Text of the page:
Presidential Address

Presidential Address 2011-07-25 

Fellow Transformers Toastmasters,

It is an honour and a privilege to serve Transformers Toastmasters Club as the President for the next 11 and a bit months.

It is my aim to return to basics and to keep things simple in order to serve you, the members of this club, by allowing you to achieve your reasons for having joined.

Toastmasters is one of the most effective Adult Education Programmes around and has a long history of success. Part of it’s success is that the clubs are self managed and thereby everyone participates in their own success.

For this reason I am very pleased to have members serving on the committee for the first time. No one becomes a committee member of a Toastmasters club because they know the job, everyone joins the committee in order to learn the job. I’ve been the mentor of a new club, Wits Business School Toastmasters Club, since the beginning of this year and can attest that in a new club the committee is entirely made up of new members with no prior experience of Toastmasters. In a well established club such as ours there are mentors aplenty for each role and the opportunity for learning is only a question away.

Last year as the VPE I tried to help every member set goals for themselves. I think I started off making it all too complicated and I did not assist by facilitating what I had in mind through the meeting programmes. You may have noticed 2 changes on the meeting programme already. Firstly, formalising the swapping of manuals. This means that everyone who does anything at all on the programme will be evaluated and many more people will have the opportunity to evaluate. Secondly, I have asked that we allocate 5 minutes where mentors can speak with their protégés to set goals, plan the next speech and assess recent evaluations.

I must confess that I’m not a very goal oriented person. My maxim is that life is a journey, not a destination and therefore I’m happy moving in a particular direction without racing to gain a particular achievement.

However, I also realise that an Adult Education Programme is pointless without goals just as attending university would be worthless without graduating.

I recently joined a self-help support group and learned there the value a simplified goal statement and I would like to encourage each one of you to use the Educational Session later this evening to formulate your goals in as simple a statement as possible. My goals for this year are: As the club president that this club shall be a President’s Distinguished Club and my personal goals are to complete my CL and 5 advanced speaking projects. My desire is that everyone should be able to articulate their Toastmasters goals for this year and I have suggested to the committee that we find a way that every member speak his or her goals every time they take the floor.

Becoming a President’s Distinguished Club means achieving 9 or 10 points in the Distinguished Club Programme (or DCP). This programme is designed specifically to assist members of the club in achieving their own speaking goals and becoming better leaders. The DCP programme is reflective programme, i.e. it reflects on achievements. Our District Governor for this year, Erich Viege, has devised a metric that will assist us in keeping on track towards DCP goals.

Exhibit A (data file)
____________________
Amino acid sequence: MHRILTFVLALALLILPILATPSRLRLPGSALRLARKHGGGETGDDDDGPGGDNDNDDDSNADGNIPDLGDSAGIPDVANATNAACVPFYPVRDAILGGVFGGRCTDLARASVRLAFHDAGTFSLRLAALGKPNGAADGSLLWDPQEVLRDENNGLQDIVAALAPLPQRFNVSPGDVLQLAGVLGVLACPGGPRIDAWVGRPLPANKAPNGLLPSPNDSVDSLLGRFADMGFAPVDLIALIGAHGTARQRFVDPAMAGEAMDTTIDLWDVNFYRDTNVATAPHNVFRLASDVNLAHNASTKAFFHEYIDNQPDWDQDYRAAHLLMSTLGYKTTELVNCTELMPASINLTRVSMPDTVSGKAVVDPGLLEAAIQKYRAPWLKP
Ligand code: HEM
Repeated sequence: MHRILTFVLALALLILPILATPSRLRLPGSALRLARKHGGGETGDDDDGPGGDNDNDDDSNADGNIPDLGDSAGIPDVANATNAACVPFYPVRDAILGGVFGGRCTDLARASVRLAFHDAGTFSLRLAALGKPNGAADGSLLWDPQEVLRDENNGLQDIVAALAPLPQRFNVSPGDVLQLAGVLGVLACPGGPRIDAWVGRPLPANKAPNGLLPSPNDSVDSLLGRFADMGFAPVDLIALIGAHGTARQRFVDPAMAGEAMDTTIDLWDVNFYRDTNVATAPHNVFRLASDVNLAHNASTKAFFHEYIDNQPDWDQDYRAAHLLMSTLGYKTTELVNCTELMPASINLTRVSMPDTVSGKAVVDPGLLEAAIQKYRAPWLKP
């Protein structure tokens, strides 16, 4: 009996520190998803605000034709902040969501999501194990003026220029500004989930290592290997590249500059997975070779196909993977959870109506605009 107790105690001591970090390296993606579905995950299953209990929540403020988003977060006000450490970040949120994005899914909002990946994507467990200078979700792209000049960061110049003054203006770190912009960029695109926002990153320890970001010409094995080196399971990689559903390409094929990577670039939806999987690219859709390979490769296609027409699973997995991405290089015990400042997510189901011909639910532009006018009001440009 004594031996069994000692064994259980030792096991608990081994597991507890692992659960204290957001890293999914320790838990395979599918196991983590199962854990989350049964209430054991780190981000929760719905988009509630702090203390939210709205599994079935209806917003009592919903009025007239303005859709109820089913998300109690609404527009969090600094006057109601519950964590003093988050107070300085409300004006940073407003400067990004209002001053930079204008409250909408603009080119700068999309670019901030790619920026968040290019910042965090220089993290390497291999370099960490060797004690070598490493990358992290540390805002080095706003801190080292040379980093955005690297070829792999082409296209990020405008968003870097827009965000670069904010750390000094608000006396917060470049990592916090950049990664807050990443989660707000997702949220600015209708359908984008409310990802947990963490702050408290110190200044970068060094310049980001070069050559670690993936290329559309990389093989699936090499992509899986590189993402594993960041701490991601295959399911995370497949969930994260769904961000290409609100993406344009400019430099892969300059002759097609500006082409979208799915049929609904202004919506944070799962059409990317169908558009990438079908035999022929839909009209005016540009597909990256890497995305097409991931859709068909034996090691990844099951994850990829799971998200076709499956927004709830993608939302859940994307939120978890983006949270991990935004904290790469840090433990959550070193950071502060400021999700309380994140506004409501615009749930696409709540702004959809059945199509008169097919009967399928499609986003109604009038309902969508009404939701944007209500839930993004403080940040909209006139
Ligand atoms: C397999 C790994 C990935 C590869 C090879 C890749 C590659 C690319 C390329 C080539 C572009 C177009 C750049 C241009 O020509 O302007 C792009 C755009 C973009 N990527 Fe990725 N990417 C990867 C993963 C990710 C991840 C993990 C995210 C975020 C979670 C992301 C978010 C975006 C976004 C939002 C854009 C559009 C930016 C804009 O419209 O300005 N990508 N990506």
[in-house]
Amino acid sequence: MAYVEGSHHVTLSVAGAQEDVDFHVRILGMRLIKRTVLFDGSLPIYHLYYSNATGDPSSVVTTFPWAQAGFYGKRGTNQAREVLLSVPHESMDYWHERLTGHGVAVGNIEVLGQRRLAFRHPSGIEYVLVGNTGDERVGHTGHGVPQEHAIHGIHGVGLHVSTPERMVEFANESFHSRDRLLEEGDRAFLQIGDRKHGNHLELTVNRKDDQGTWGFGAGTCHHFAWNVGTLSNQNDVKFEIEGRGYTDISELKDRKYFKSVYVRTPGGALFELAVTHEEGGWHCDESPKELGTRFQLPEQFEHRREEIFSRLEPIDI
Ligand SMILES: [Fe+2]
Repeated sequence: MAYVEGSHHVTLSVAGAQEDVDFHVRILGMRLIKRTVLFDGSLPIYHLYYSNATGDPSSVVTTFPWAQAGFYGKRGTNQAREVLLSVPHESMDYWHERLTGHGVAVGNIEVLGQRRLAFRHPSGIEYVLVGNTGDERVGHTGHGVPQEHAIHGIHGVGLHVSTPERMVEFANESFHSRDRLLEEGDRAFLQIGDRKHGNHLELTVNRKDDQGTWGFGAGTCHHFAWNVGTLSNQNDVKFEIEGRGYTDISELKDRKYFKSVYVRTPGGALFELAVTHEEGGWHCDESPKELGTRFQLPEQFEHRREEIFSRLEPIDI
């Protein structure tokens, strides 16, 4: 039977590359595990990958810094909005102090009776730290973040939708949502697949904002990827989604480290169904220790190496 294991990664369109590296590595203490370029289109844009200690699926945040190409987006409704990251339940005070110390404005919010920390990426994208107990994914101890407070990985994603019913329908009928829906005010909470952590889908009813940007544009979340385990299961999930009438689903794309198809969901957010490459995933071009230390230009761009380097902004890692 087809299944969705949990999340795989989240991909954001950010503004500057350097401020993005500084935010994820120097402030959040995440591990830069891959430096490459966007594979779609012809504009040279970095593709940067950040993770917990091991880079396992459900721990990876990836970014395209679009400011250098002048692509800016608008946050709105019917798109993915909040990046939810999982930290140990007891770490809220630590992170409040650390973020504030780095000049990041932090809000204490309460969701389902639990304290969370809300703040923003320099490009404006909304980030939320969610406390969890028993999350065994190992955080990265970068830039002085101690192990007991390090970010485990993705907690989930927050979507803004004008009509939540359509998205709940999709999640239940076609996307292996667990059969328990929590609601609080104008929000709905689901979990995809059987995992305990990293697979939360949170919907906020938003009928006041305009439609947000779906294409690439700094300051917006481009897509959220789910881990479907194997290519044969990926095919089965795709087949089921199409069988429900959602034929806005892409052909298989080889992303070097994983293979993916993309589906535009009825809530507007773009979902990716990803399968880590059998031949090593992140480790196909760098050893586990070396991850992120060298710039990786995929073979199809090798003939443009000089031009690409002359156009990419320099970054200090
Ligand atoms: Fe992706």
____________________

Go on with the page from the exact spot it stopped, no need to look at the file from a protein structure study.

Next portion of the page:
This metric is very simple: have 20 people at each meeting, 3 prepared speeches and 1 new member a month. The twenty people can be members, visiting Toastmasters or guests, but it ensures a lively vibrant meeting with duties spread to as many people as possible. Three prepared speeches spread between Competent Communicator and Advanced projects means that with 24 possible meeting a year of which 5 are holidays, contests or events means 19 meetings of 3 prepared speeches or 57 speeches. For full DCP points for speaking the club must complete 4 CCs and 2 AC or 60 speeches. There is sufficient opportunity during 19 to 24 meetings to complete two CL, AL or DTM’s. The only area where we as a club keep falling down is on membership. It is expected that on average 8 members will fall away during any year for a variety of reasons. With 12 new members signing on during the year the club will achieve and then maintain charter strength. (A new club can only be chartered once it has 20 paid up members.)

Because we fail in the area of new members I have chosen as the theme for this year: the club is the newest member. If we all direct particular focus on bringing in guests and making their experience such that they want to become members. Everyone writes on their guest form a reason why they have attended as a visitor. Our aim should be to assist the new member in putting in place a plan to achieve this reason and then mentoring them through the plan. If we focus on doing everything right for the newest member it will soon become the way we do everything in the club, particularly because we will have a new member every month.

I’m looking forward to a productive year in a fun environment and I invite each one of you to reflect on why you are a member of this Adult Education Programme and take the steps to make the programme work for you.

John-Peter Gernaat